If the suggestion of a trip to a modern art gallery leaves your head swimming gleefully with hopeful images of soiled mattresses and sections of cow floating in formaldehyde, then this exhibition is not for you. Cadell’s work shows its modernity in a looseness of brushwork, a brightness of colour and a Gauguin-esque flattening of the picture plane. His work shows innovation at a subtle and technical level that may well leave lovers of contemporary art feeling decidedly underwhelmed. But the appreciation of art comes in the understanding of it as a reaction to and a part of the culture of its time. The development of Cadell’s style from loose impressionistic brushwork to the flat, block colours indicative of primitivism, gathering inspiration from the bright light and rich colours of the Mediterranean along the way, would surely have left many of his contemporary Edinburghers thoroughly scandalised.
The exhibition is organised into four rooms, separated by a corridor partly overlooking the gallery’s restaurant. It consists of mainly oil paintings, but the intersecting corridors are hung with some very charming pen and ink sketches mainly depicting scenes from army and navy life based upon his experiences serving in World War I. While these drawings will never be able to compete with the power of his work in paint, they are cleverly done and certainly should not be passed by. With a couple black lines and a slick of colour, Cadell brings to life a stern army officer, laughing sailors or a huntsman approaching a fence. It is also worth stopping to take note of the timeline showing key events in the artist’s life as well as photographs of himself, his family, and his friends and patrons.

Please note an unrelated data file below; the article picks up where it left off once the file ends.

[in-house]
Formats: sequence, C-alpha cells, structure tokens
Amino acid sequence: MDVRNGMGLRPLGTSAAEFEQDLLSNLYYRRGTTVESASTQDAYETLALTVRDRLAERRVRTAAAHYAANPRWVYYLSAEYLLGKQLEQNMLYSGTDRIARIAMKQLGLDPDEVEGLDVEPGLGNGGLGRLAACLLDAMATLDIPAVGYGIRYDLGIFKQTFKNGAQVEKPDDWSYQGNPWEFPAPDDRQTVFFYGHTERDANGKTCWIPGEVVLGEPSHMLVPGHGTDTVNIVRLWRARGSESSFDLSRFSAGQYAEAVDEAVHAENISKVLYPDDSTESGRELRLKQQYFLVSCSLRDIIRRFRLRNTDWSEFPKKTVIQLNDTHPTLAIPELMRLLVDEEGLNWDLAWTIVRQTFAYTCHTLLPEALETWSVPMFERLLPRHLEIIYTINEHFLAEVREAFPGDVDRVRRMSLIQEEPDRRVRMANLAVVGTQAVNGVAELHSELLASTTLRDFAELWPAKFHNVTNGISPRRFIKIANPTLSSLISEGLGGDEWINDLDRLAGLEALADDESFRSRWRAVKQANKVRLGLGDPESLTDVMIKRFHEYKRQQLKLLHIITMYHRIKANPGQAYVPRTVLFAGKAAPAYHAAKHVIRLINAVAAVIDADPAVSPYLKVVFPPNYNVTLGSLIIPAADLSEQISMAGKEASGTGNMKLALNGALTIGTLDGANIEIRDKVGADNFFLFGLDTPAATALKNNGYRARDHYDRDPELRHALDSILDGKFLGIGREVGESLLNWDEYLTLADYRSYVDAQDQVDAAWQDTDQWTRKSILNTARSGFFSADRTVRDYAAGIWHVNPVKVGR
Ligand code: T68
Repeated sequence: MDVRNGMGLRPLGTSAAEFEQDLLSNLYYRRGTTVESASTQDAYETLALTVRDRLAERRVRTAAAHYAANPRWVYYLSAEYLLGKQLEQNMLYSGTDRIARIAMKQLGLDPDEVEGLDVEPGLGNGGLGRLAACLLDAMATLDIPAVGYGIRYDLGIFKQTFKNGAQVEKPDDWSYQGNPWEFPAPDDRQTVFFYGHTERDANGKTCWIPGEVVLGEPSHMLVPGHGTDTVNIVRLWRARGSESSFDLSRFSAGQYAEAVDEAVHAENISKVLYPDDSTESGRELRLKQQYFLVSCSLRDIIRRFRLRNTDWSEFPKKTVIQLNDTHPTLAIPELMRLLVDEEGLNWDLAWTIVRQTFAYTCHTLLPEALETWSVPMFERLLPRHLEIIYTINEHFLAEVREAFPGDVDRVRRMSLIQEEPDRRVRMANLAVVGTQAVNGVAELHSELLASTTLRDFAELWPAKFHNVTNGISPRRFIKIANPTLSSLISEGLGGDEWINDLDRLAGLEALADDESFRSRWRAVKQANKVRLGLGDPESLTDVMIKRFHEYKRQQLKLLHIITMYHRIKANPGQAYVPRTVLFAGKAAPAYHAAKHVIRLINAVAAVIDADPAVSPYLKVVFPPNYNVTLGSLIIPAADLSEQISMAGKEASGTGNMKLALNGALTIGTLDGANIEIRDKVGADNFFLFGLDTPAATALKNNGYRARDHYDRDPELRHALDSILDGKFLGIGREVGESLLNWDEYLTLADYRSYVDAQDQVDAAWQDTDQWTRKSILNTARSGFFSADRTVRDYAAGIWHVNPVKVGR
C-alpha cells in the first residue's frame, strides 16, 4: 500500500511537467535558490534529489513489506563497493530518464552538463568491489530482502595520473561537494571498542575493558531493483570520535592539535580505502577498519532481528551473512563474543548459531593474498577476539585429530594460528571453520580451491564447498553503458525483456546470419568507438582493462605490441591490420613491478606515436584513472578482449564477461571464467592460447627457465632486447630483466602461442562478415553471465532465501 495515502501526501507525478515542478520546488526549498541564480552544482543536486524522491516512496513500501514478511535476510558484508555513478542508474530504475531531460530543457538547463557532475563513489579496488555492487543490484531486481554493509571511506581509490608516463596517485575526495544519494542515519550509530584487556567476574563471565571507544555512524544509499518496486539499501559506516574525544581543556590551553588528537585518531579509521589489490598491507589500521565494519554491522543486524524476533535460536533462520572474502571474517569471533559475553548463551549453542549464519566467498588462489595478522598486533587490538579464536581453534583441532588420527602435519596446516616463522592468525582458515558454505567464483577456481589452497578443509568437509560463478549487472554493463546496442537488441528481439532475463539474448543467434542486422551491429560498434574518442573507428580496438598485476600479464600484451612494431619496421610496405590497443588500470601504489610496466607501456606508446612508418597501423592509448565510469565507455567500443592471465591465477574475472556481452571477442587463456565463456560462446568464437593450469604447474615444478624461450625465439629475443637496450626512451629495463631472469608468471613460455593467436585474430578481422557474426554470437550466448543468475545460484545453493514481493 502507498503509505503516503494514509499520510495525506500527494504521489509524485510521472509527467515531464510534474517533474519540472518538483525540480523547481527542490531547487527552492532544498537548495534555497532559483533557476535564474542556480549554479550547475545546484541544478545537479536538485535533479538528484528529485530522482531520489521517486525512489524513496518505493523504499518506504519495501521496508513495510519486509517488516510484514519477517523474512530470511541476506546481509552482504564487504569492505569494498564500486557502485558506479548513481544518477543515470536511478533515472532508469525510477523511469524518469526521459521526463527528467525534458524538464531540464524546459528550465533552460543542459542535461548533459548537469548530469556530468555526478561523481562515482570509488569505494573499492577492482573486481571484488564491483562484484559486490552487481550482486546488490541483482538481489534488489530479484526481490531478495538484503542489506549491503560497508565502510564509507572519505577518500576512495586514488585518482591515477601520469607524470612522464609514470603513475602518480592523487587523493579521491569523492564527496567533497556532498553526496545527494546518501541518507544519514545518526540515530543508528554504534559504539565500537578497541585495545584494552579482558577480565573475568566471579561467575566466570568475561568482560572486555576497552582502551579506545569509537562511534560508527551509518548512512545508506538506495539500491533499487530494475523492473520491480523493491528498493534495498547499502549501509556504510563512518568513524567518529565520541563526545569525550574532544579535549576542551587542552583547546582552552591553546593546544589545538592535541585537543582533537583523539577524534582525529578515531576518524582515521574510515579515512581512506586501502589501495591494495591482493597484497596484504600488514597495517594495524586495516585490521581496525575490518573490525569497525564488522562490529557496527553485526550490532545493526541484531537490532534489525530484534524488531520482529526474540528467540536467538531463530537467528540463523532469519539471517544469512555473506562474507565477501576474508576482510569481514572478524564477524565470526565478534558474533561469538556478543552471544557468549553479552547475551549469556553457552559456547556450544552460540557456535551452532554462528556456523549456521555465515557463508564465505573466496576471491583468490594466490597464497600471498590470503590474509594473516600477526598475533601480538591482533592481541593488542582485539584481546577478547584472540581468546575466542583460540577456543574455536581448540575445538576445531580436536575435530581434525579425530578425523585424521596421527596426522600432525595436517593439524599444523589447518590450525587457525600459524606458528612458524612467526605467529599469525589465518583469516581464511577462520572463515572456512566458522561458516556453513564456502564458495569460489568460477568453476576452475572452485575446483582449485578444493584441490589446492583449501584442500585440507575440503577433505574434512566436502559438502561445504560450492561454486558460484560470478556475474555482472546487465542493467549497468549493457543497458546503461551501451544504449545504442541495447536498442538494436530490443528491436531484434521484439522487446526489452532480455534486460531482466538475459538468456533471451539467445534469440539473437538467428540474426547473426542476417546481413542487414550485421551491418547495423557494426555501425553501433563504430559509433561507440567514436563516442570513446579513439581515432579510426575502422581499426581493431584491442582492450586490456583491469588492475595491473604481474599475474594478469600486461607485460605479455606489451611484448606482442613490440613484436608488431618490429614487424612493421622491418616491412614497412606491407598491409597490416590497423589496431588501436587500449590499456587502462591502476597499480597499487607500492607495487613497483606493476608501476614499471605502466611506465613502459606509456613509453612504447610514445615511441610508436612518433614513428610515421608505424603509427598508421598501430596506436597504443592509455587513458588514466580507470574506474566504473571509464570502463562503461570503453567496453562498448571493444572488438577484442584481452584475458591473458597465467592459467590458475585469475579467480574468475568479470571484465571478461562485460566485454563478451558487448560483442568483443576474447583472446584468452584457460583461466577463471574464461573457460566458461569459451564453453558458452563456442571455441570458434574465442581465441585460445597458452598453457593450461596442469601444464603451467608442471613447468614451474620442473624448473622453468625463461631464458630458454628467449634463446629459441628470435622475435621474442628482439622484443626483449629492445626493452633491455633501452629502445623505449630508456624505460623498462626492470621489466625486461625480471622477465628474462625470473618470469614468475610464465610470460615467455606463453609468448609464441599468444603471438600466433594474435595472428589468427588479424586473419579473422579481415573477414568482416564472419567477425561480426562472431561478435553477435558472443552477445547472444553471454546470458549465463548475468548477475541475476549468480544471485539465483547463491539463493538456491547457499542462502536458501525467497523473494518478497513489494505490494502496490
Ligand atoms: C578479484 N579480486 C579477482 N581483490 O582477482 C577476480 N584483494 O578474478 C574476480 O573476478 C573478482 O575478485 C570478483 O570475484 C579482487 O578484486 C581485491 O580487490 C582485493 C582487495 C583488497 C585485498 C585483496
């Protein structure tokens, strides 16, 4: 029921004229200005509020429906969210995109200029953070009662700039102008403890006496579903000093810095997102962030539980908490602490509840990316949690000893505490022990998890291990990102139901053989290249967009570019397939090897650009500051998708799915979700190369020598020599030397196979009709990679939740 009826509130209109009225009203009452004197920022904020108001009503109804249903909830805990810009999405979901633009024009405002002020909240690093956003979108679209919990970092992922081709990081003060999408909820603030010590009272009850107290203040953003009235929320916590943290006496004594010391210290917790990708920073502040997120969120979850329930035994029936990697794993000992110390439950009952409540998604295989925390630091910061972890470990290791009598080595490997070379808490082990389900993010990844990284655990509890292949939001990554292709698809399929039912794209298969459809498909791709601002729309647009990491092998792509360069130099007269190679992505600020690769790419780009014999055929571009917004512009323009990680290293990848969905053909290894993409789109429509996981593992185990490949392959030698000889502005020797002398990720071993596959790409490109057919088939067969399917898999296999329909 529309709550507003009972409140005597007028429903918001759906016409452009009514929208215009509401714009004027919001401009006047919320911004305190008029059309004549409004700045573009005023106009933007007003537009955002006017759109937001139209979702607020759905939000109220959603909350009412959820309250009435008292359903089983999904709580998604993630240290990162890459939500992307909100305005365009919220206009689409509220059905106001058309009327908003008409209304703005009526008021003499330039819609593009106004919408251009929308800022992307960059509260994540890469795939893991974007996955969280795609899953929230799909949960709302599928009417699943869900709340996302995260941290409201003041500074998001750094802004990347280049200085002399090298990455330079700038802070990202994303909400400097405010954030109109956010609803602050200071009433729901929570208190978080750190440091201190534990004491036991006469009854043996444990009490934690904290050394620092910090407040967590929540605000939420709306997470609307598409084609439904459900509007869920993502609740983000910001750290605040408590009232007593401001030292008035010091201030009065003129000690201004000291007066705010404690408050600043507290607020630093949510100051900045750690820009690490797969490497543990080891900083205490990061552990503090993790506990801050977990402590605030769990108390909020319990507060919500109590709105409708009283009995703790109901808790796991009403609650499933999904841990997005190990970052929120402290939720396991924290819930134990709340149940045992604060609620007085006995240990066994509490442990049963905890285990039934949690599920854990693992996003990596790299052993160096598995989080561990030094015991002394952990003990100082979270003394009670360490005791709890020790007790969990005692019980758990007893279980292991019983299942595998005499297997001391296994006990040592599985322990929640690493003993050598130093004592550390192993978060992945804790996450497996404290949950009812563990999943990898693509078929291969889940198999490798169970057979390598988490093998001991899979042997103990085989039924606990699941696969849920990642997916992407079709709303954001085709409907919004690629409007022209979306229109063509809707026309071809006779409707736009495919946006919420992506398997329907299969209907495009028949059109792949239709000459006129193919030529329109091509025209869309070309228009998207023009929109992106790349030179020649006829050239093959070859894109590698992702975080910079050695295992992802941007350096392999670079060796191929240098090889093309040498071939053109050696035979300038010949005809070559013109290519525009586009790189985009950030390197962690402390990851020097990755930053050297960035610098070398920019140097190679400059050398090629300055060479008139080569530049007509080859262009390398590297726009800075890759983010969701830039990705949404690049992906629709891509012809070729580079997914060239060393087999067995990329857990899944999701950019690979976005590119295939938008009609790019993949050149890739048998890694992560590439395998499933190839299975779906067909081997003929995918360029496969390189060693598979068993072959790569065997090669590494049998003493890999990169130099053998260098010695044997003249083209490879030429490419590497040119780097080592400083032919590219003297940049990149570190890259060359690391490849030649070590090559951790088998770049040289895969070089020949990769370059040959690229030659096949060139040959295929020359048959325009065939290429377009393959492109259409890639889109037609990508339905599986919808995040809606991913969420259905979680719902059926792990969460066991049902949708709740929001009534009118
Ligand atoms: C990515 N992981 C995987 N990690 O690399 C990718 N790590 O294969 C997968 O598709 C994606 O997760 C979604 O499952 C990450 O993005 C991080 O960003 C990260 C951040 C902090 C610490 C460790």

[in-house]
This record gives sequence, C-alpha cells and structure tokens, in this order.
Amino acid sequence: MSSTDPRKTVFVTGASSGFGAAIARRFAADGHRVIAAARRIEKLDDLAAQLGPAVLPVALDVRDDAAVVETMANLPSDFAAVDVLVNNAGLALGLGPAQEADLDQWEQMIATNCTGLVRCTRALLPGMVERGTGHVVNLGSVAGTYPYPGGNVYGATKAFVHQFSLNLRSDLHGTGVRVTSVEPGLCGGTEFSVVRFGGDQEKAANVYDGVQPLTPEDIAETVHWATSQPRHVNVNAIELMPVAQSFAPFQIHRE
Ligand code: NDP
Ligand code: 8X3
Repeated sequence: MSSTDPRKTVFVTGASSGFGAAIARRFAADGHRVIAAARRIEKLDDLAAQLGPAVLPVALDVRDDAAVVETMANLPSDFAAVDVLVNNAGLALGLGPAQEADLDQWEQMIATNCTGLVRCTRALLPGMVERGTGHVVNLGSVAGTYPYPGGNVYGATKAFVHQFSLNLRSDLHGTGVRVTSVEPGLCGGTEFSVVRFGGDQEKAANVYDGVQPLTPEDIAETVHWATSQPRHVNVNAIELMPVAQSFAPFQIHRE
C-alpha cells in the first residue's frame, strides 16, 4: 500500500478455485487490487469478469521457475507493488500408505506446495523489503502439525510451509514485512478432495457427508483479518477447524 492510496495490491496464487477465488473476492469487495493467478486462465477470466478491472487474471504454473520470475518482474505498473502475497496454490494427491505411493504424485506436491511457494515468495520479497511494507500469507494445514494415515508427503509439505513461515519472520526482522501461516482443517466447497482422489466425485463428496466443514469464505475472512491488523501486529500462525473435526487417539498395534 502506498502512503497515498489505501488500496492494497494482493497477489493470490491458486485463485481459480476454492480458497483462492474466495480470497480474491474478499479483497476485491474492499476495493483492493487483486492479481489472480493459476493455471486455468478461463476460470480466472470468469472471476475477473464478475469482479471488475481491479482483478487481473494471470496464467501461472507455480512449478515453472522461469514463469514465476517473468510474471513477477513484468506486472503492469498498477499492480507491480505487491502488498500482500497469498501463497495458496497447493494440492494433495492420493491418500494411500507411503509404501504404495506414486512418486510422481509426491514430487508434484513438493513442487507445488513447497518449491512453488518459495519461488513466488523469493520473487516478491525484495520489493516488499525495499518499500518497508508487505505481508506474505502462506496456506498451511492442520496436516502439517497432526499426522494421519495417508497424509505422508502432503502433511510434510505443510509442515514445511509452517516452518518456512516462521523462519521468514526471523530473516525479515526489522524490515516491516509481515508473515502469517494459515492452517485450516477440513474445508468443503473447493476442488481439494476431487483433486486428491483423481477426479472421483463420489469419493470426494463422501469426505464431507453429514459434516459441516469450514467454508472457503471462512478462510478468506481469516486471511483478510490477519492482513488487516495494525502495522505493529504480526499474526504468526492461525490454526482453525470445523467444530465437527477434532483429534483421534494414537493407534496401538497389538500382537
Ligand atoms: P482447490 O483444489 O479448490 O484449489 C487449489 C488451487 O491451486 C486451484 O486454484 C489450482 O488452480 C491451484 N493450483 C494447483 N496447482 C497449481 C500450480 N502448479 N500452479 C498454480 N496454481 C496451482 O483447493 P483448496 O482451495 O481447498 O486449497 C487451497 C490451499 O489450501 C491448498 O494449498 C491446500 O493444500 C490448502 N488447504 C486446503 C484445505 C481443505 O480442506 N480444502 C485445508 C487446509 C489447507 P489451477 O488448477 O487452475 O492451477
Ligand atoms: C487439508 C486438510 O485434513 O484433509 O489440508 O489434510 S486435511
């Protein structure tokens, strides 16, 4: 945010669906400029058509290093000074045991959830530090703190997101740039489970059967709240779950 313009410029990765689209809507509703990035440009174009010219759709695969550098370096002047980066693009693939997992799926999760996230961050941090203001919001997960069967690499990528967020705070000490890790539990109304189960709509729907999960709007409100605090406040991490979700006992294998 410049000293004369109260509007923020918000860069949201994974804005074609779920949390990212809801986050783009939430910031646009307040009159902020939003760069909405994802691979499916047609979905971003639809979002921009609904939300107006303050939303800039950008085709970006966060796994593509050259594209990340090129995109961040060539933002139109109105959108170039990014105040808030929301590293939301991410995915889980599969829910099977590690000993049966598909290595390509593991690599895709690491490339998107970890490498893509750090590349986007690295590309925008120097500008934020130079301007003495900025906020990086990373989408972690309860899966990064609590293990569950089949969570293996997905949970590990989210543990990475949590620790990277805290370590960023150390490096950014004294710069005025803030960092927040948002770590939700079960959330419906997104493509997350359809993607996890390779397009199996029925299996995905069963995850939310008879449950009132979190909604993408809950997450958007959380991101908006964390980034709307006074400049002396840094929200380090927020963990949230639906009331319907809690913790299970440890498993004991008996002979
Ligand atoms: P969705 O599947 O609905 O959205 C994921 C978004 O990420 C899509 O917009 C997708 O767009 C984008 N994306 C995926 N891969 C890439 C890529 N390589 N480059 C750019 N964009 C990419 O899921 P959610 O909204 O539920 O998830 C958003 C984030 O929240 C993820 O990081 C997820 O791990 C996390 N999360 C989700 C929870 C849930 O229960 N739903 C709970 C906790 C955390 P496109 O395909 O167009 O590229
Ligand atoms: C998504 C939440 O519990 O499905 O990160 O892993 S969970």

The exhibition creates a good balance between informing and displaying. As usual, the pictures are complemented by short paragraphs in each room discussing different aspects and stages in the artist’s life, but the works are also supplemented by display cases showing several small objects that belonged to the artist, many of which are portrayed in his work. In one room, dedicated to Cadell’s work on the island of Iona, the display case contains contemporary photographs of many of the scenes that Cadell painted on the island. Upon reflection, while the idea of this addition was a nice one, I am still undecided as to whether it adds anything to the appreciation or understanding of the artist’s work. Possibly the curator felt it necessary to provide evidence that the beautiful blue skies and clear turquoise oceans that Cadell depicts in his peaceful seascapes are not a total fiction. Looking out at a drizzly February afternoon, most patrons would not be able to believe that Scotland could ever produce such spectacular weather.
On a last autobiographical note, after perusing about half of the exhibition, I noticed a tiny sentence printed on the wall informing me that it had been painted to match the drawing room of Cadell’s Edinburgh New Town house, which acted as his studio for much of his life. Suddenly the room lit up with new meaning and a certain feeling of intimacy with the artist’s creative process. His beautiful depictions of society women, bathed in weak, northern light become less distant and yet remain somewhat aloof in their elegance. This combination of artwork, artefact, and information means that this exhibition will appeal to a wider audience, rather than just the hardcore art lovers among you.
The best way to conclude a visit to the modern galleries is in the restaurant. I suggest you aim to organise your perusal so it ends around tea time; they do a lovely scone! With concession tickets at a very reasonable five pounds and the galleries only a short train ride away, this is an excellent excursion for the aspiring aesthete and budding social historian alike.
Image – Cea